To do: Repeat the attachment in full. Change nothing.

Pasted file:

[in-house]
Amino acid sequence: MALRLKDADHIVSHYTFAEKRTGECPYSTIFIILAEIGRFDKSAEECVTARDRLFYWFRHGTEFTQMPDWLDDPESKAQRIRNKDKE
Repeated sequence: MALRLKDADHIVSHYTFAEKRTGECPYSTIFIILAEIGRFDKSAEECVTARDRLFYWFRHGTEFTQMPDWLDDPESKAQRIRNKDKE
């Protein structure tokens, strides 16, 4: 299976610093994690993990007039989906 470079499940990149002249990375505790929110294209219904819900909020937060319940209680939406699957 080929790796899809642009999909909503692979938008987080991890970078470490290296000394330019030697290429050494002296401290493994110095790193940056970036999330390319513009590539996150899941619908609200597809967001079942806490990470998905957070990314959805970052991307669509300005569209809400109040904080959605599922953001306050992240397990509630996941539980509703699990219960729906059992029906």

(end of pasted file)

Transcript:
[in-house]
Amino acid sequence: MALRLKDADHIVSHYTFAEKRTGECPYSTIFIILAEIGRFDKSAEECVTARDRLFYWFRHGTEFTQMPDWLDDPESKAQRIRNKDKE
Repeated sequence: MALRLKDADHIVSHYTFAEKRTGECPYSTIFIILAEIGRFDKSAEECVTARDRLFYWFRHGTEFTQMPDWLDDPESKAQRIRNKDKE
């Protein structure tokens, strides 16, 4: 299976610093994690993990007039989906 470079499940990149002249990375505790929110294209219904819900909020937060319940209680939406699957 080929790796899809642009999909909503692979938008987080991890970078470490290296000394330019030697290429050494002296401290493994110095790193940056970036999330390319513009590539996150899941619908609200597809967001079942806490990470998905957070990314959805970052991307669509300005569209809400109040904080959605599922953001306050992240397990509630996941539980509703699990219960729906059992029906």